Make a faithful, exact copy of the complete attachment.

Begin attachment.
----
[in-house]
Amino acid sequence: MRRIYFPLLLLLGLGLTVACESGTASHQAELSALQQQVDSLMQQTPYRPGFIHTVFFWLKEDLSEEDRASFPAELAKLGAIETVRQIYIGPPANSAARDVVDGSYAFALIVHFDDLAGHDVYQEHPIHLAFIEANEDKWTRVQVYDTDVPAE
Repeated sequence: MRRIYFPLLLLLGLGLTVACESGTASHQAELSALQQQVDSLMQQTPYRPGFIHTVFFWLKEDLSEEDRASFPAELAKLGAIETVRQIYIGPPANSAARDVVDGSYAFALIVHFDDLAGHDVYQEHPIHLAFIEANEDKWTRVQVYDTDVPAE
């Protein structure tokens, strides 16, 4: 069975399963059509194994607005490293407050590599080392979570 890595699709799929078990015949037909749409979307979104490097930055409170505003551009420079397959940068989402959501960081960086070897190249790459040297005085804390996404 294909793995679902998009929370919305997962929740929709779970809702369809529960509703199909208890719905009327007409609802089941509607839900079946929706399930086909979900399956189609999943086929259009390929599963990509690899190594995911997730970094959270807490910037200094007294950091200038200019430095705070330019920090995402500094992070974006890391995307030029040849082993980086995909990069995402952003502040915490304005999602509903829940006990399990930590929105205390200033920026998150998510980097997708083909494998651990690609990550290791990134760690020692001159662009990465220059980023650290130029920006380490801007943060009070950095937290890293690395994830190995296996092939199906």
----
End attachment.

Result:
[in-house]
Amino acid sequence: MRRIYFPLLLLLGLGLTVACESGTASHQAELSALQQQVDSLMQQTPYRPGFIHTVFFWLKEDLSEEDRASFPAELAKLGAIETVRQIYIGPPANSAARDVVDGSYAFALIVHFDDLAGHDVYQEHPIHLAFIEANEDKWTRVQVYDTDVPAE
Repeated sequence: MRRIYFPLLLLLGLGLTVACESGTASHQAELSALQQQVDSLMQQTPYRPGFIHTVFFWLKEDLSEEDRASFPAELAKLGAIETVRQIYIGPPANSAARDVVDGSYAFALIVHFDDLAGHDVYQEHPIHLAFIEANEDKWTRVQVYDTDVPAE
């Protein structure tokens, strides 16, 4: 069975399963059509194994607005490293407050590599080392979570 890595699709799929078990015949037909749409979307979104490097930055409170505003551009420079397959940068989402959501960081960086070897190249790459040297005085804390996404 294909793995679902998009929370919305997962929740929709779970809702369809529960509703199909208890719905009327007409609802089941509607839900079946929706399930086909979900399956189609999943086929259009390929599963990509690899190594995911997730970094959270807490910037200094007294950091200038200019430095705070330019920090995402500094992070974006890391995307030029040849082993980086995909990069995402952003502040915490304005999602509903829940006990399990930590929105205390200033920026998150998510980097997708083909494998651990690609990550290791990134760690020692001159662009990465220059980023650290130029920006380490801007943060009070950095937290890293690395994830190995296996092939199906």